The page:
Unless NHS starts to improve its own monitoring of recruitment from developing countries, proposals to cut poaching will fail, says The King's Fund

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The King's Fund welcomes today's proposals from health minister John Hutton to curb the poaching of healthcare staff from developing countries but calls for improved monitoring to ensure the government's code of practice for international recruitment has impact.

The King's Fund head of workforce research Pippa Gough said:

'We strongly support proposals for the private sector and the NHS to work in partnership to reduce 'back door' recruitment into the NHS from countries on the banned list. However, the problem remains that the NHS cannot monitor the effectiveness of its code because it does not record how many international health workers it employs.'

She added that: 'The UK has benefited considerably from overseas health workers which has helped it improve services. It would be good to see an increasing emphasis on the existing reciprocal arrangements that allow UK health workers to contribute their much needed skills to developing countries.'

Recent research from The King's Fund reveals the high level of dependence on international recruits in London, with one in four nurses from a sample London trust trained overseas. These recruits will move on to jobs in other countries if we do not offer them the opportunities they are looking for.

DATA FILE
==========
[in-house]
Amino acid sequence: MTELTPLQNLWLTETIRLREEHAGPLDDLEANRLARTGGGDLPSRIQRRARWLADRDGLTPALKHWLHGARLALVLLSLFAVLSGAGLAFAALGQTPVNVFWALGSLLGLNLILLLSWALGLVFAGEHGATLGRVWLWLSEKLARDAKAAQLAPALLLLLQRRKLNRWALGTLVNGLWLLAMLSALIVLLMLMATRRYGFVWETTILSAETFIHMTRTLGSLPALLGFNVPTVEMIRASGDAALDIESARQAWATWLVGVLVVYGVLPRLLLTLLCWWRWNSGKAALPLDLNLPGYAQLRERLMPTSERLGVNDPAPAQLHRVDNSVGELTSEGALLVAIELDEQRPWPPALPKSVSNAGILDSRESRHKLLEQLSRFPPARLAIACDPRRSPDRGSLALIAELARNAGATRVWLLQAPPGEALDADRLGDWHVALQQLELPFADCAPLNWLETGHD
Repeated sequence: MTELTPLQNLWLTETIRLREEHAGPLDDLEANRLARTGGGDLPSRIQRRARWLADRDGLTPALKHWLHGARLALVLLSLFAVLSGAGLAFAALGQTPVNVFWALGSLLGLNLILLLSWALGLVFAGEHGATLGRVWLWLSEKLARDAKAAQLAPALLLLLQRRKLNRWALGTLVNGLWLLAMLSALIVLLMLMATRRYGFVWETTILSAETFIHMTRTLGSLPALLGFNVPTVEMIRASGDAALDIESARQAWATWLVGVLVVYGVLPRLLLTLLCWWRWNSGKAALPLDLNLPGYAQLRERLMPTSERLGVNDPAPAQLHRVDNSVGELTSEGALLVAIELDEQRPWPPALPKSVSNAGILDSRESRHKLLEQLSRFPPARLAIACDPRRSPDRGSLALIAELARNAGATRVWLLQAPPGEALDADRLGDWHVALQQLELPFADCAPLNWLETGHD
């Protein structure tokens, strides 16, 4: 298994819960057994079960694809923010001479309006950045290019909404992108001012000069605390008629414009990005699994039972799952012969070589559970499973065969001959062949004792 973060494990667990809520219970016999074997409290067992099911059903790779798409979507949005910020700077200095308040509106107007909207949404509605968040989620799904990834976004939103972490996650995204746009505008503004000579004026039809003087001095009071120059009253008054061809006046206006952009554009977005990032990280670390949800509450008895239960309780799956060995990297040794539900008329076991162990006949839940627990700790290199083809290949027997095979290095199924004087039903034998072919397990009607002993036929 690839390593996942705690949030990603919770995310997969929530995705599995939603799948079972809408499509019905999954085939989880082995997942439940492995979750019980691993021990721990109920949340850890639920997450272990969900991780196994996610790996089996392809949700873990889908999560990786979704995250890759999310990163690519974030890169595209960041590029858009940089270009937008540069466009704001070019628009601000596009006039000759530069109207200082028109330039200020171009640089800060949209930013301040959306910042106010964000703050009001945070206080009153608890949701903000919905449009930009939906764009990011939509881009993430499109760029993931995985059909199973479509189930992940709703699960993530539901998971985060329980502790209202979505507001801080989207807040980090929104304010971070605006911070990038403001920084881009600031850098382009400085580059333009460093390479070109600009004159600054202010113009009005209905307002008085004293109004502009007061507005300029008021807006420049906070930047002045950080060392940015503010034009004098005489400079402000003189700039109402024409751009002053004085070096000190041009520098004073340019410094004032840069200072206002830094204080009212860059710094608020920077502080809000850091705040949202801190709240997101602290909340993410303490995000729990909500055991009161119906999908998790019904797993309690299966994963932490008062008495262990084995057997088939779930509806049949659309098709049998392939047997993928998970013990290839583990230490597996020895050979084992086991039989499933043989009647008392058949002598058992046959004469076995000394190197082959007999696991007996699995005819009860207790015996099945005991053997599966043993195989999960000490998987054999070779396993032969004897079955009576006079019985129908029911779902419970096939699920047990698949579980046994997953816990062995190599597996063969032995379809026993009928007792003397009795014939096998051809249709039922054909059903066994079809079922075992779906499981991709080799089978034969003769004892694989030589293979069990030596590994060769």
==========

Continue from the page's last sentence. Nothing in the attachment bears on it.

Notes to editors

1. For further information or interviews, please contact Beverley Cohen at The King's Fund media and public relations office on 020 7307 2632 or 07774 218439

2. The King's Fund recently published London Calling? The international recruitment of health workers to the capital. This will be followed up in spring 2005 by a report based on 1,000 interviews with nurses recruited from overseas and now based in London.

3. The King's Fund is an independent charitable foundation working for better health, especially in London. We carry out research, policy analysis and development activities, working on our own, in partnerships, and through grants. We are a major resource to people working in health, offering leadership and education courses; seminars and workshops; publications; information and library services; and conference and meeting facilities.